In 1995 we bought a house in the Mayenne departement of France as a holiday ‘refuge’ with the idea of possibly living there more permanently one day. Mayenne lies just south of Normandy and is about the size of Cumbria. It has hills up to 400 metres high and several huge, old forests of mixed deciduous and coniferous trees which are nature reserves. To call it rural would be an understatement.

We bought the house from an English couple who had started with a mere shell and had subsequently made great ‘improvements’…but that’s another story. Whilst showing us the house they mentioned that the fields around were full of wild mushrooms in the summer and autumn and that the husband had often collected ‘sackfulls’ to distribute to the neighbours. I thought this must be rather an exaggeration but when our first autumn arrived I realised that he could be telling the truth for, although not quite so abundant as he had described, the fungi were very plentiful and there were types I had never noticed in England; large white ones, small white ones, and large umbrella types with white gills. They all smelt good and the smaller ones were a little like supermarket mushrooms so I risked eating them. But what about the rest?

In France the local Pharmacist occupies a more prestigious role than his counterpart in Britain. He/she may dispense certain prescription drugs without a doctor being involved and has also been trained to identify certain fungi. The pharmacist will inspect any specimens you may have collected, if possible identify them, and finally pronounce them edible or ‘dangereux’. Knowing this, I took a selection of my finds along to our local Pharmacy only to be told, after much head-shaking, to throw everything away, except the ‘petites roses’ (Agaricus campestris). If in doubt throw it out! – seems to be the rule. Since all the other mushrooms smelt and looked delicious, I resolved to find out exactly what they were and whether they were edible myself. This was the start of my interest in fungi, an interest which continues to cause endless amusement to family and friends alike!

There appears to be only one reason to collect fungi in France and that is to eat them. The French are not sentimental and take a strictly pragmatic view of the natural world around them. Thus, vegetarians are regarded as total cranks and vegetarian dishes do not appear at all on restaurant menus. Although fishing is a national pastime, it’s strictly for the pot. Every three years or so thousands of small, artificial lakes are drained through large sieves, the larger fish being eaten, and the smaller ones used to re-stock the lakes again. The concept of a "sporting chance" does not exist! Every book about fungus, and there are very many of them, is concerned with their ediblity. In the Autumn several magazines appear for mushroom hunters, all of which include recipes. But despite all the literature there are still about 30 deaths per year in France, most of which are attributable to eating the ‘Death Cap’ (Amanita Phalloides).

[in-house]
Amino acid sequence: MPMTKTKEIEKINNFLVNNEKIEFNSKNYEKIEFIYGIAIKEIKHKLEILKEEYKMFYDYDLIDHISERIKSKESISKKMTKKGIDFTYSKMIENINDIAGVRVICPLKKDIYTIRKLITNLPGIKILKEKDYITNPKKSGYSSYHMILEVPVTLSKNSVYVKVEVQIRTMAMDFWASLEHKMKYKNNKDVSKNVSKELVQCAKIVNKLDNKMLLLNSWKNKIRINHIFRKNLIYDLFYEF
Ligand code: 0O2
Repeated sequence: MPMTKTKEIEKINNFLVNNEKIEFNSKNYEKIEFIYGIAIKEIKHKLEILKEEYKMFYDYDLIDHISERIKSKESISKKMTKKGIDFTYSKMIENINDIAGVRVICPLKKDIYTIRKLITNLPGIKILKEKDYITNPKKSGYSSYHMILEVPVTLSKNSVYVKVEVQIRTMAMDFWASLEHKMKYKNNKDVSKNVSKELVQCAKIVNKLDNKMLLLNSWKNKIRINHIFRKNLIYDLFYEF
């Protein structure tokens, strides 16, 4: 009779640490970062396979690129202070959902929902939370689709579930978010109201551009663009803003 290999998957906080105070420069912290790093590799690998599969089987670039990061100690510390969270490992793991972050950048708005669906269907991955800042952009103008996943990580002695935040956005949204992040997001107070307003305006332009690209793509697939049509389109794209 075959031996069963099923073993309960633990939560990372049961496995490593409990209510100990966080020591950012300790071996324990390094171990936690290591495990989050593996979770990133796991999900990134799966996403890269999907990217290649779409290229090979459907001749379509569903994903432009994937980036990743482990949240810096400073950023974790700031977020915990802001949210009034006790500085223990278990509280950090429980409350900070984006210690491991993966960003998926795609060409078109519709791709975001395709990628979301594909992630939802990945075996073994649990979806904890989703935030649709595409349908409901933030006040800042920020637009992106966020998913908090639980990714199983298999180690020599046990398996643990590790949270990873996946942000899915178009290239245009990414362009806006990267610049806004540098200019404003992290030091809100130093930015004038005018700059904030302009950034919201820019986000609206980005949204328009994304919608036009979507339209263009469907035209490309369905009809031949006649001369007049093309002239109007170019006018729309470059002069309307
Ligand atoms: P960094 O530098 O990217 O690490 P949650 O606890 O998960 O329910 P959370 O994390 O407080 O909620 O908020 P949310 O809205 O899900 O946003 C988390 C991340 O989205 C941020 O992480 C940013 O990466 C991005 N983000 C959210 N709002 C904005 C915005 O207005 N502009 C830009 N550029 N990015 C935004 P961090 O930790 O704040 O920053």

Over the past three years I have gradually become more attuned to the ways of the local countryside. The following is an account of the 1999 mushroom season which began for me in late August. There were no significant signs of any fungi in Mayenne when we left for a short trip to the South of France and into Italy but on driving through the Eastern Auvergne we saw notices saying ‘Depot de Ceps’ as the road traversed the forest. Here were roadside stalls where Ceps (Boletus edulis) were bought from local collectors to be sold to shops and supermarkets. I had time for only a brief look in the forest but was amazed at the number of different species to be found there as early as the end of August.

On returning to the house in Mayenne, I set about my own ‘Cep hunt’. I’d found the occasional Boletus edulis the previous year but had looked in the beech woods only. This time I went into the coniferous plantations and was amazed to find Ceps in plenty. I was able to collect about 3 kilos in a couple hours from a small plantation tucked inside a larger deciduous forest. There were signs of other collectors there too. Now there are rules about mushroom picking on the continent. These are strictly adhered to and if you are seen to break them, you will be, at best, verbally assailed – and, at worst, physically assaulted. The three main rules are 1) that mushrooms must be of a reasonable size and have had a chance to release their spores; 2) you must cut the stipe so as not to damage the mycelia; and 3) you must carry them in a wicker basket to allow the spores to fall through the holes and aid propagation. I saw two women being so abused for using a plastic shopping bag that they left a popular mushrooming location in tears!